Single Euro Payments Area (SEPA)
direct debits (SDD) are set for a successful launch, a high-powered
delegation from the European Payments Council (EPC) assured
delegates to a press conference held in Brussels a month ahead of
the 2 November launch date.

Underscoring the EPC’s optimism, 2,607 banks
representing about 70 percent of SEPA payment volumes are ready to
roll-out SEPA direct debit services from 2 November onwards.

This will enable customers to make and receive
domestic and cross-border euro direct debit payments in the 27
European Union (EU) member states, Iceland, Liechtenstein, Norway,
Switzerland and Monaco.

Of banks ready for the 2 November kick-off,
2,366 are positioned to offer both SDD core and SDD
business-to-business services. All branches of banks in the euro
area must be reachable for SDD core services by 1 November
2010.

Against the background of what has proved to
be a far from smooth passage for SEPA uptake, SDD services will be
under close scrutiny.

Highlighting this, the UK-based Financial
Services Club stressed in a recent study that SEPA is progressing
far too slowly to be convincing and if new SDD schemes are not
demonstrating critical mass within 18 months SEPA will be deemed a
failure (see EPI 267).

This sense of urgency was highlighted at the
press conference with the EPC’s chairman Gerard Hartsink stressing
that focus must be on accelerating migration to new SEPA
instruments.

“Political drivers of the SEPA project now
have to incentivise market transition,” said Hartsink.

He went on to call on the European Commission
(EC), the European Central Bank and EU governments to implement a
SEPA communication campaign comparable to that for the euro
introduction in 2002.

Public authorities, which in total account for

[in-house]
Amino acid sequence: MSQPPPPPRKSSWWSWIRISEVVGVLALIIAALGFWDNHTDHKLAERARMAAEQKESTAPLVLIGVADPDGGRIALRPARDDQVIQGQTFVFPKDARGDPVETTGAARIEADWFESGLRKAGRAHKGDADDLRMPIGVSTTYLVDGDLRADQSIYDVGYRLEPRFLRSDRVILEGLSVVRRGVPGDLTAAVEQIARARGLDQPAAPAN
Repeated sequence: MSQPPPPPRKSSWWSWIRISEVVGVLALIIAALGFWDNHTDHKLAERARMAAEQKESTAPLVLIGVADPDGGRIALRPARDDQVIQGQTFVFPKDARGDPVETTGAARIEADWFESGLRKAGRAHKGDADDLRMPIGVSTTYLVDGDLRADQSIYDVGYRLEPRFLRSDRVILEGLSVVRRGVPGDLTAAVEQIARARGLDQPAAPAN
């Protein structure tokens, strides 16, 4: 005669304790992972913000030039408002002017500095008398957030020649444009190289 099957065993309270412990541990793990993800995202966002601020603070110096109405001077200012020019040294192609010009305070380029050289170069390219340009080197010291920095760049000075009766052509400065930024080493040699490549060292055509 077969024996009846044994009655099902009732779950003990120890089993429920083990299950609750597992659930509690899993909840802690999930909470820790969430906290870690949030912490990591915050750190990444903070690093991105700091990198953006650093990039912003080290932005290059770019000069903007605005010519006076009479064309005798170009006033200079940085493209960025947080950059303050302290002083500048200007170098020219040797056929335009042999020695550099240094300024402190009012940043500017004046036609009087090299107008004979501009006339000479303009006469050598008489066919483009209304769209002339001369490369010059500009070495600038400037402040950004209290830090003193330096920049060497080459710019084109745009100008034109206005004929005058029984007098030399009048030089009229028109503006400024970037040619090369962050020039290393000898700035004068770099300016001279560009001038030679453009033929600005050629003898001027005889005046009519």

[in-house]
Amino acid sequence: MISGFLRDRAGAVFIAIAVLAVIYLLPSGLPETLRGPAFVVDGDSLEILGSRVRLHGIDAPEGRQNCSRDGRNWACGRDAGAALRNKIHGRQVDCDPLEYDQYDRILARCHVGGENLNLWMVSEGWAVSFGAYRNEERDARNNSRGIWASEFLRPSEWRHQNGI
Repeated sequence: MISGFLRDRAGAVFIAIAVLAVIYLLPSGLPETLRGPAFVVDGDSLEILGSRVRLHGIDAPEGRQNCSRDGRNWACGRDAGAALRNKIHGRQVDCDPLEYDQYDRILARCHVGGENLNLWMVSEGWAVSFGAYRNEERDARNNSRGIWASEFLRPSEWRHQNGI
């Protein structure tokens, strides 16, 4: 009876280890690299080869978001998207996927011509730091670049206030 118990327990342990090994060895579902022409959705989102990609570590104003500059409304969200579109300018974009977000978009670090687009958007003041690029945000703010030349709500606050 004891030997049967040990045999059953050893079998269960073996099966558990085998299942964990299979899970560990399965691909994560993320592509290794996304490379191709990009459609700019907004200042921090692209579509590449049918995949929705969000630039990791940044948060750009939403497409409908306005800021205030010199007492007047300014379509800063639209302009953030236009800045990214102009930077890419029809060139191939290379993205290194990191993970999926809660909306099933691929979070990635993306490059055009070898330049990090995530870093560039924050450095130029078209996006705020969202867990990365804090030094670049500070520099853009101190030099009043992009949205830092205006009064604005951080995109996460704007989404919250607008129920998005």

about 20 percent of electronic payments, were also urged to speed
up SEPA implementation.

“This will create critical mass and trigger
implementation by other market participants,” said Hartsink.

The EPC has also joined the growing call for
the setting a SEPA migration deadline, the subject of a European
Commission (EC) public consultation, results of which have just
been released.

According to the EC the consultation showed
that a “sizeable majority” of respondents support the idea of
setting of one or, in some cases, more than one end-date but did
not specify how big the majority was.

The consultation elicited responses from 105
respondents which included financial institutions (27 percent),
businesses (26 percent) and finance ministries and central banks
(14 percent). Responses represented 22 EU member states.

Respondents who do not see a justification for
an end date or dates came from what the EC termed a “particular
category of payment service providers.”

On the demand side, some corporate, public
administrations from three EU member states and two national
consumer organisations also expressed reservations about an end
date.

The EC noted that respondents seeing no need
for an end date mainly emphasised that SEPA migration should be a
market-driven process, respecting payment service providers’
freedom of business, as well as users’ choices.